Who the Heck Are You and Why Are You Emailing Me?

We're drowning in email - make sure YOURS doesn't add to the FLOOD in your subscriber's inbox!

Have you ever asked that question when an email lands in your inbox?

Who the heck ARE you and why are you emailing me about… (fill in the blank)?

I had another one of those moments this morning.  It took me about 20 minutes of Google searches and following rabbit hole trails to figure out that I’d opted-in to the person’s list months ago, for a freebie totally unrelated to what they had written in their email this morning, and I hadn’t heard from them since that freebie.

I unsubscribed.  After searching because the unsub link wasn’t easy to find.  Then the unsub link didn’t work.  I had to try unsubbing from just that list because the system couldn’t find me in their database.


But are we doing that to our subscribers without realizing it?!

What can you do to make sure that your subscribers know who you are and look forward to your emails instead of searching for the unsubscribe link.

1.  Identify Yourself Consistently

Don’t change “who” is sending the email.

One of the reasons I didn’t recognize this particular email was because the sender in the from line didn’t match the one that had sent me the freebie I requested and I didn’t connect her with the brand that offered and delivered the gift.

Either use your business in the from line, or your name in the from line, but keep it consistent.

2.  Send Mail to Your List Consistently

Don’t go months without emailing your list.  They’ll forget who you are and why they subscribed to your list.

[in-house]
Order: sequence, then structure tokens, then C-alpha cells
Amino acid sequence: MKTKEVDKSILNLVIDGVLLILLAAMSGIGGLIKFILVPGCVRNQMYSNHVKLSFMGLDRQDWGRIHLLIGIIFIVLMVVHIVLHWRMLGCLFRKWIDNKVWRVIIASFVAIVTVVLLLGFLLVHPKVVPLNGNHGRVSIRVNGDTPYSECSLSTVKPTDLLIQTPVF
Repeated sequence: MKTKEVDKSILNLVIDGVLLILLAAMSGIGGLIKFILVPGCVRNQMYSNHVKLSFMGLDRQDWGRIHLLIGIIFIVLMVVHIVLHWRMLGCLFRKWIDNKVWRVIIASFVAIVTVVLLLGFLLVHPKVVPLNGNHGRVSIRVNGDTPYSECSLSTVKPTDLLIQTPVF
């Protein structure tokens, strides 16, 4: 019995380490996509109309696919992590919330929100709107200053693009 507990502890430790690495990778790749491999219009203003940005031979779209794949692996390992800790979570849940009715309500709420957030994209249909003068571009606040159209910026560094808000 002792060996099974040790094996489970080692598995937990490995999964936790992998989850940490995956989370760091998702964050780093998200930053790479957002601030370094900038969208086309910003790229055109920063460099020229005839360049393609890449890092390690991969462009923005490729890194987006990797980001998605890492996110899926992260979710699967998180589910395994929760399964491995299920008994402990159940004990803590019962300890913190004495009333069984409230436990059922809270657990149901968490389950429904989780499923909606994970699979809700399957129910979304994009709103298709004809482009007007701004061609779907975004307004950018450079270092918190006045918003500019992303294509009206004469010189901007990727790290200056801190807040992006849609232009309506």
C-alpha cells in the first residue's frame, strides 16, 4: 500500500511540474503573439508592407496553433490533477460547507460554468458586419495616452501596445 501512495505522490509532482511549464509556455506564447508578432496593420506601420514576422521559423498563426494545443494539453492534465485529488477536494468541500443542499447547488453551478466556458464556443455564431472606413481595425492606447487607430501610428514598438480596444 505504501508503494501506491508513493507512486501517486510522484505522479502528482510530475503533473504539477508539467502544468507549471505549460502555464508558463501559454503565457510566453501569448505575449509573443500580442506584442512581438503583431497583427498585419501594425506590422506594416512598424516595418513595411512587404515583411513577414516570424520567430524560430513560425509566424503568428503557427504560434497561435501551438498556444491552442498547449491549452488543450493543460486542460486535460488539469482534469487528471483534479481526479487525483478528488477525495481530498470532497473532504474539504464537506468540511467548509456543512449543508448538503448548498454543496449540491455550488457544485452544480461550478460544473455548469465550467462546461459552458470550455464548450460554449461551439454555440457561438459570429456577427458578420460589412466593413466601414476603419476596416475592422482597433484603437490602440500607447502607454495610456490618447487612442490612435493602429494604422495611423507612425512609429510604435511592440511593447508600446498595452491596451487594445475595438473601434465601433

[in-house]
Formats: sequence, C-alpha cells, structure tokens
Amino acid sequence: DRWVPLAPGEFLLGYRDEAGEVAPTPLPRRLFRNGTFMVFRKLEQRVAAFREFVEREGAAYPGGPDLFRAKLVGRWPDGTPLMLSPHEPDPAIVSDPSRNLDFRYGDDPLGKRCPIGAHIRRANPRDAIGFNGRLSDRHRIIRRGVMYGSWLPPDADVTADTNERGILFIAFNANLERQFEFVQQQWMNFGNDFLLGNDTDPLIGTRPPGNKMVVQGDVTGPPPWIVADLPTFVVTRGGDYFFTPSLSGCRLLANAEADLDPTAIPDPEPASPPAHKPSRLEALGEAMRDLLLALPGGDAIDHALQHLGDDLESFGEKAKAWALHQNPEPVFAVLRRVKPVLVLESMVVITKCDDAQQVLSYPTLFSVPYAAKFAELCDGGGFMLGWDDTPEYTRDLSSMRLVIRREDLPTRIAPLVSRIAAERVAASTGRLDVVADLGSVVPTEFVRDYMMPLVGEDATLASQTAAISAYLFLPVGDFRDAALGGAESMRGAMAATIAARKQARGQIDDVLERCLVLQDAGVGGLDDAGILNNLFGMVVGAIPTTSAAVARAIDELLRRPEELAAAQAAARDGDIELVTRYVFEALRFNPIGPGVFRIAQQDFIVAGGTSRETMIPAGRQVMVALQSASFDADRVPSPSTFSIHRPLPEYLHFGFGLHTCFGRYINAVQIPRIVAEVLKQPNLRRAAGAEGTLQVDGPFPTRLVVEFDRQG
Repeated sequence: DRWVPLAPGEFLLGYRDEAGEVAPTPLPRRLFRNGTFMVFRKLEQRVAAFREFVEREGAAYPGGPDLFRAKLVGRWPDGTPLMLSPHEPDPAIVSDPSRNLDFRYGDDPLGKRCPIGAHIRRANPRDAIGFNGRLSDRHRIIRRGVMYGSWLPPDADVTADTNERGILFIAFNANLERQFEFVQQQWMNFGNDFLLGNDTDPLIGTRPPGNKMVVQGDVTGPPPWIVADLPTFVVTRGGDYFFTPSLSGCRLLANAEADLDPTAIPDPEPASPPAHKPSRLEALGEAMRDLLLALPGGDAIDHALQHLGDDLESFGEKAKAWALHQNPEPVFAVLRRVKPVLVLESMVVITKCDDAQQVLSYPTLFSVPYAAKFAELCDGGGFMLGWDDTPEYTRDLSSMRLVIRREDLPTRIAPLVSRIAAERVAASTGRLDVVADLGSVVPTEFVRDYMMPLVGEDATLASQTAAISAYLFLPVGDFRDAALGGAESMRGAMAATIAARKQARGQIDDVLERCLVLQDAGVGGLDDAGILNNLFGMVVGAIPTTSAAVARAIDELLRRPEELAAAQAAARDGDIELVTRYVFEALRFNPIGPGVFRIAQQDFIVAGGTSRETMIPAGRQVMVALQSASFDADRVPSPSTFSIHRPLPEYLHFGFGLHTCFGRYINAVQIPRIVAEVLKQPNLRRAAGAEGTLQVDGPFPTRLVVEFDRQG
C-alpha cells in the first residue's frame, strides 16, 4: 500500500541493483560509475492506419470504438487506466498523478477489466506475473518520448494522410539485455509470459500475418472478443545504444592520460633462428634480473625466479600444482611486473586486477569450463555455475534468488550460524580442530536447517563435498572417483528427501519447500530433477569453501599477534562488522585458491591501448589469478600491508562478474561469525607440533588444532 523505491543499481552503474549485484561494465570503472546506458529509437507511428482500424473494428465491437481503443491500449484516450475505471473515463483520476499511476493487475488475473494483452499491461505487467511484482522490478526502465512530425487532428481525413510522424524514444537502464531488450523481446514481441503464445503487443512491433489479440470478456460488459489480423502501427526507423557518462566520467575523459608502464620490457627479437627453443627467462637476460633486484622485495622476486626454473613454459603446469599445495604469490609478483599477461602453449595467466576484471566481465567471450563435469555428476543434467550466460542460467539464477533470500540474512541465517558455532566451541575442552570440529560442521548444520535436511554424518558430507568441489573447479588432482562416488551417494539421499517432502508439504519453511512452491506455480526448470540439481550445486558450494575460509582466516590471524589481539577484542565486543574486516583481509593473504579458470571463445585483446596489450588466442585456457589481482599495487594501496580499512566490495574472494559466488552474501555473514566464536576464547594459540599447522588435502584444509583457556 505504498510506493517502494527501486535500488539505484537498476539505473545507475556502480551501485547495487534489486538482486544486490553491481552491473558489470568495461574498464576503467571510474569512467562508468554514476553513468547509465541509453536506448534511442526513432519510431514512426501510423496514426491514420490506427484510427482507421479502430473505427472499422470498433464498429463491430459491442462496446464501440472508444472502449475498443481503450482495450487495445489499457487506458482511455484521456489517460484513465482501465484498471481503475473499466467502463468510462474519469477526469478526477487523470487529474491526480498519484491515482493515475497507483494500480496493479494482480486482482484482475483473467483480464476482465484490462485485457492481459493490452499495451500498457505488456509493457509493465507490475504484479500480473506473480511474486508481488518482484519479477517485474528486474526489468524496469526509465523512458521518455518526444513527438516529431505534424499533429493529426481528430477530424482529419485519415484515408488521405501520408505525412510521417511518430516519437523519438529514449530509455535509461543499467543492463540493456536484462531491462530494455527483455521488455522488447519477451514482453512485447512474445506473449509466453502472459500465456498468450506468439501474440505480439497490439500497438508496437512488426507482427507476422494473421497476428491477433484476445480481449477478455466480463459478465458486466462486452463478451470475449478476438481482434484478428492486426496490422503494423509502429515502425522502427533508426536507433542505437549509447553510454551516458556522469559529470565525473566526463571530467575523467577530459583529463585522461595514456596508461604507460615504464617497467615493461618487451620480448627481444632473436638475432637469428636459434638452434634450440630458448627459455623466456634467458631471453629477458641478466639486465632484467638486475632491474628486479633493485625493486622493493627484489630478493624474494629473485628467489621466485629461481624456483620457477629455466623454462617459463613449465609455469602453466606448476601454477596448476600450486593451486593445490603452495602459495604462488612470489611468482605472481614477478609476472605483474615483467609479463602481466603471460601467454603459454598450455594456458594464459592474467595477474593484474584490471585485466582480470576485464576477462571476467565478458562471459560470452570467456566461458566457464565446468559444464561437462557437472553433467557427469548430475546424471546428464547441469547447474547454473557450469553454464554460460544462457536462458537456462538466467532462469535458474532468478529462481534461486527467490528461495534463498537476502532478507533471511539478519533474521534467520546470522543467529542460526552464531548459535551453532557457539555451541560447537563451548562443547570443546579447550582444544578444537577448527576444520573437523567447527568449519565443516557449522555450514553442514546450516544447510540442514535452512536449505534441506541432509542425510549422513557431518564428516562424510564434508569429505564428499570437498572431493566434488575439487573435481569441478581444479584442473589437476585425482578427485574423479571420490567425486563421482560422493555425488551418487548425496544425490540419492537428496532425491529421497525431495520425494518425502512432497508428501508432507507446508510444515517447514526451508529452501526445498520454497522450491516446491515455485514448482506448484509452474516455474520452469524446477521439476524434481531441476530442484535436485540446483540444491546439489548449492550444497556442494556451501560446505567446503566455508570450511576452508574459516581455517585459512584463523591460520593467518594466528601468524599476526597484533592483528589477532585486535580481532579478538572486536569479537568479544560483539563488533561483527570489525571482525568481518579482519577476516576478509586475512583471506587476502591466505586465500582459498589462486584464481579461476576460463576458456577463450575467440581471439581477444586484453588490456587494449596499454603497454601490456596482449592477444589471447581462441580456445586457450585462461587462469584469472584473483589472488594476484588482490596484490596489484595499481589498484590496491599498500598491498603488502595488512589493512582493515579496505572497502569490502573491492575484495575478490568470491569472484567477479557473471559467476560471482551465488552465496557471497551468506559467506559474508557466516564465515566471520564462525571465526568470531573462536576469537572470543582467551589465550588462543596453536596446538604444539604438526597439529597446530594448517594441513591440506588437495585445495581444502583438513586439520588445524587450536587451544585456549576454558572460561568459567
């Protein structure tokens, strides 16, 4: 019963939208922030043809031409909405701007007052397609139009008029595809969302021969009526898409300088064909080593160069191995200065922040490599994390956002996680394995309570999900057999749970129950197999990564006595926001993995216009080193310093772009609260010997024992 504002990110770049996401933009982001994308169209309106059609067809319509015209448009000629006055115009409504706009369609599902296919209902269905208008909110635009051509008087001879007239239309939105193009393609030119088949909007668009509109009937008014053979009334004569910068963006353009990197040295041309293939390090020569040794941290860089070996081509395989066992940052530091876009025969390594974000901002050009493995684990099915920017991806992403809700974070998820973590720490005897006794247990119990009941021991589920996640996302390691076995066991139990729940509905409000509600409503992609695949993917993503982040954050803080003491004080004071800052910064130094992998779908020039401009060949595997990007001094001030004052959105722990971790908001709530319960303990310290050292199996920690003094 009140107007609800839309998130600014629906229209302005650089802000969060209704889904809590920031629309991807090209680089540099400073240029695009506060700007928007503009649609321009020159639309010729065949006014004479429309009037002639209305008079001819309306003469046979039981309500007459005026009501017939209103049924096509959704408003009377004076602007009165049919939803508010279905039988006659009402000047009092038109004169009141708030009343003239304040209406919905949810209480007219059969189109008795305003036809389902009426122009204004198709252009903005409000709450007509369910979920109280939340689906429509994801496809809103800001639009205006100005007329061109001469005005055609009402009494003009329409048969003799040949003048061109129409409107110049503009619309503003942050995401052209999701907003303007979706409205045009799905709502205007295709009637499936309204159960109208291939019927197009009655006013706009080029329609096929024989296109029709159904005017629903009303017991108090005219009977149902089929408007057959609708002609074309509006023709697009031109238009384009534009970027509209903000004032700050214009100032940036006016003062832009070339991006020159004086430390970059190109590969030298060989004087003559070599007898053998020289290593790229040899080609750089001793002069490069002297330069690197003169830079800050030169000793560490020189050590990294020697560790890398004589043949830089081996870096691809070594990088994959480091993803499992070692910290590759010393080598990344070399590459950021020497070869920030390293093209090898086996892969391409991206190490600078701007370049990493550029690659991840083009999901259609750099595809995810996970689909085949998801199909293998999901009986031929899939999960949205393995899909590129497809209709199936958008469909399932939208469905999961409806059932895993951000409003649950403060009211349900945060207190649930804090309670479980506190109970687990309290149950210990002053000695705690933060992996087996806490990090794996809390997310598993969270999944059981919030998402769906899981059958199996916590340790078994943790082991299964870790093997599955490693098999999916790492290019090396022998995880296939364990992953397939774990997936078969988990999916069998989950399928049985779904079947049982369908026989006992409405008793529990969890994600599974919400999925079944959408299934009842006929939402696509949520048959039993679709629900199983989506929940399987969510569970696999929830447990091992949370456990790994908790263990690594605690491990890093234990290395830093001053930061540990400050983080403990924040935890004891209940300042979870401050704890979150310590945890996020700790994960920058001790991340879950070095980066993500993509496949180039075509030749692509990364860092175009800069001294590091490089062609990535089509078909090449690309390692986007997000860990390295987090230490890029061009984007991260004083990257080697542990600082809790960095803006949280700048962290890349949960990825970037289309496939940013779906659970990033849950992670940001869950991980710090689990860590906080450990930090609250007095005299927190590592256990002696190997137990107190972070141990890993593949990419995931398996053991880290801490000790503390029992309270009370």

If you haven’t emailed regularly, plan to start now.  You can recover from it but you’ll need to be extra careful as you work to build relationship with your list.

A couple tips if you need to recover from “oops I disappeared from my list” syndrome:

  • If you haven’t emailed in a while, don’t start back with hard sell promo and five emails in a week.  Give your subscribers a gift, some links to great resources, or a knock-their-socks-off awesome article.
  • Include a little note like… “You were added to my list when you requested XYZ” I would have immediately recognized who it was and why I was getting that email.  I’d also have been thinking about the positive value I had received instead of wondering how they got my email addy.
  • Offer them reassurance about what you’ll be sharing with them if they stay subscribed — something about what they can expect from you in the future.
  • Be consistent from here on out.

3.  If You Totally Change Directions… Don’t Keep Your Subscribers in the Dark

Seriously… if I opted in for a gift on how to create an organic garden and you’re suddenly sending me email about how I can learn to speak Russian overnight…  I’m going to unsubscribe, and probably be annoyed.